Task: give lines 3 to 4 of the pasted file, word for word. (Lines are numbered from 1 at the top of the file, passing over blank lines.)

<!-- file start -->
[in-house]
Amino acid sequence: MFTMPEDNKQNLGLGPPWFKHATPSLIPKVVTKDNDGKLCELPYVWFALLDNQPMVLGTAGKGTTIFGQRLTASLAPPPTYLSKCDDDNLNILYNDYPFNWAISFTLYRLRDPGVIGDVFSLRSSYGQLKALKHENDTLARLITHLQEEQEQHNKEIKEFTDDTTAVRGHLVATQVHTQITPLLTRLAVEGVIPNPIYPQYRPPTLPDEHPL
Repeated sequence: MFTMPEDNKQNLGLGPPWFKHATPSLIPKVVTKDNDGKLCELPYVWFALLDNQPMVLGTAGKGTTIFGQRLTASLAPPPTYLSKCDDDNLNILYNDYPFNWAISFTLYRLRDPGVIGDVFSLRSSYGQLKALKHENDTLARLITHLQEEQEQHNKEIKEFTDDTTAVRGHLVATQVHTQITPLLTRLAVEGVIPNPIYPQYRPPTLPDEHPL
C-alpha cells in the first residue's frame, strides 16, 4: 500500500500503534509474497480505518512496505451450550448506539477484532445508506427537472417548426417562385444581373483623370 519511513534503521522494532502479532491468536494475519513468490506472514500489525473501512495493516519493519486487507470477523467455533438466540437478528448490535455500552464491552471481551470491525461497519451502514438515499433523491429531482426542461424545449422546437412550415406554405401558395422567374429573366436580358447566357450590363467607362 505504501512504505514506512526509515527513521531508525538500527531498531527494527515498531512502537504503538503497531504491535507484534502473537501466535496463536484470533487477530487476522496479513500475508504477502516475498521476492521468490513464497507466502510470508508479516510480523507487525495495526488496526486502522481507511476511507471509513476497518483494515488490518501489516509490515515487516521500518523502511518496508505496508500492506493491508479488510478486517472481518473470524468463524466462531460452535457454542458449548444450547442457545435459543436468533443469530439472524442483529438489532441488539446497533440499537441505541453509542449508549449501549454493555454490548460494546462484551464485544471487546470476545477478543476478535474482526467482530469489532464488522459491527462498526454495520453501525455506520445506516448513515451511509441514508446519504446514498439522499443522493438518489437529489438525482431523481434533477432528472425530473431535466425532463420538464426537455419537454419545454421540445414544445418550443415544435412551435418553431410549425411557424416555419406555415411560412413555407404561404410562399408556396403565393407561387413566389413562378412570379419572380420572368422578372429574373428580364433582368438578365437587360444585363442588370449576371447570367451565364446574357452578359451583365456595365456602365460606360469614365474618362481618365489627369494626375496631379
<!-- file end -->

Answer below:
Repeated sequence: MFTMPEDNKQNLGLGPPWFKHATPSLIPKVVTKDNDGKLCELPYVWFALLDNQPMVLGTAGKGTTIFGQRLTASLAPPPTYLSKCDDDNLNILYNDYPFNWAISFTLYRLRDPGVIGDVFSLRSSYGQLKALKHENDTLARLITHLQEEQEQHNKEIKEFTDDTTAVRGHLVATQVHTQITPLLTRLAVEGVIPNPIYPQYRPPTLPDEHPL
C-alpha cells in the first residue's frame, strides 16, 4: 500500500500503534509474497480505518512496505451450550448506539477484532445508506427537472417548426417562385444581373483623370 519511513534503521522494532502479532491468536494475519513468490506472514500489525473501512495493516519493519486487507470477523467455533438466540437478528448490535455500552464491552471481551470491525461497519451502514438515499433523491429531482426542461424545449422546437412550415406554405401558395422567374429573366436580358447566357450590363467607362 505504501512504505514506512526509515527513521531508525538500527531498531527494527515498531512502537504503538503497531504491535507484534502473537501466535496463536484470533487477530487476522496479513500475508504477502516475498521476492521468490513464497507466502510470508508479516510480523507487525495495526488496526486502522481507511476511507471509513476497518483494515488490518501489516509490515515487516521500518523502511518496508505496508500492506493491508479488510478486517472481518473470524468463524466462531460452535457454542458449548444450547442457545435459543436468533443469530439472524442483529438489532441488539446497533440499537441505541453509542449508549449501549454493555454490548460494546462484551464485544471487546470476545477478543476478535474482526467482530469489532464488522459491527462498526454495520453501525455506520445506516448513515451511509441514508446519504446514498439522499443522493438518489437529489438525482431523481434533477432528472425530473431535466425532463420538464426537455419537454419545454421540445414544445418550443415544435412551435418553431410549425411557424416555419406555415411560412413555407404561404410562399408556396403565393407561387413566389413562378412570379419572380420572368422578372429574373428580364433582368438578365437587360444585363442588370449576371447570367451565364446574357452578359451583365456595365456602365460606360469614365474618362481618365489627369494626375496631379